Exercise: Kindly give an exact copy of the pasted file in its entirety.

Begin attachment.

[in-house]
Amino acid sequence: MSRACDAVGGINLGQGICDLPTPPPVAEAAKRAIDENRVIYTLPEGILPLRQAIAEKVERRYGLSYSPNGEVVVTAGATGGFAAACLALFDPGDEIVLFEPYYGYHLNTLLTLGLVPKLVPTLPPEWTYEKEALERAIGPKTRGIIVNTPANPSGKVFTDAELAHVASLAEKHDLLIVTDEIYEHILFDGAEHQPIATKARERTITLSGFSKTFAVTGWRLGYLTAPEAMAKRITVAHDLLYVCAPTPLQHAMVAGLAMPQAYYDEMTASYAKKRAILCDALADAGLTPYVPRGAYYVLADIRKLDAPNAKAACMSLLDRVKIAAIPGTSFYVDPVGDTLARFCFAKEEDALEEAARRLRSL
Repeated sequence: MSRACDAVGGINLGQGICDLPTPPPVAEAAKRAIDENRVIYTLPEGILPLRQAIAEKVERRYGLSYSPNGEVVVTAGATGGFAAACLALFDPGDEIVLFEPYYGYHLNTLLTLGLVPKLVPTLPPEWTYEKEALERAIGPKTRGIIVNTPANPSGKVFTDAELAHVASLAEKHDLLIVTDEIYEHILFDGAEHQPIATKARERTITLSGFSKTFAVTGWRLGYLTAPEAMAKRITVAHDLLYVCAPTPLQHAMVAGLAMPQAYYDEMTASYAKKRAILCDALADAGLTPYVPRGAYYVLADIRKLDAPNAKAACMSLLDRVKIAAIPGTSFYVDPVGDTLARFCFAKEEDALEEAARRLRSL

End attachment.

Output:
[in-house]
Amino acid sequence: MSRACDAVGGINLGQGICDLPTPPPVAEAAKRAIDENRVIYTLPEGILPLRQAIAEKVERRYGLSYSPNGEVVVTAGATGGFAAACLALFDPGDEIVLFEPYYGYHLNTLLTLGLVPKLVPTLPPEWTYEKEALERAIGPKTRGIIVNTPANPSGKVFTDAELAHVASLAEKHDLLIVTDEIYEHILFDGAEHQPIATKARERTITLSGFSKTFAVTGWRLGYLTAPEAMAKRITVAHDLLYVCAPTPLQHAMVAGLAMPQAYYDEMTASYAKKRAILCDALADAGLTPYVPRGAYYVLADIRKLDAPNAKAACMSLLDRVKIAAIPGTSFYVDPVGDTLARFCFAKEEDALEEAARRLRSL
Repeated sequence: MSRACDAVGGINLGQGICDLPTPPPVAEAAKRAIDENRVIYTLPEGILPLRQAIAEKVERRYGLSYSPNGEVVVTAGATGGFAAACLALFDPGDEIVLFEPYYGYHLNTLLTLGLVPKLVPTLPPEWTYEKEALERAIGPKTRGIIVNTPANPSGKVFTDAELAHVASLAEKHDLLIVTDEIYEHILFDGAEHQPIATKARERTITLSGFSKTFAVTGWRLGYLTAPEAMAKRITVAHDLLYVCAPTPLQHAMVAGLAMPQAYYDEMTASYAKKRAILCDALADAGLTPYVPRGAYYVLADIRKLDAPNAKAACMSLLDRVKIAAIPGTSFYVDPVGDTLARFCFAKEEDALEEAARRLRSL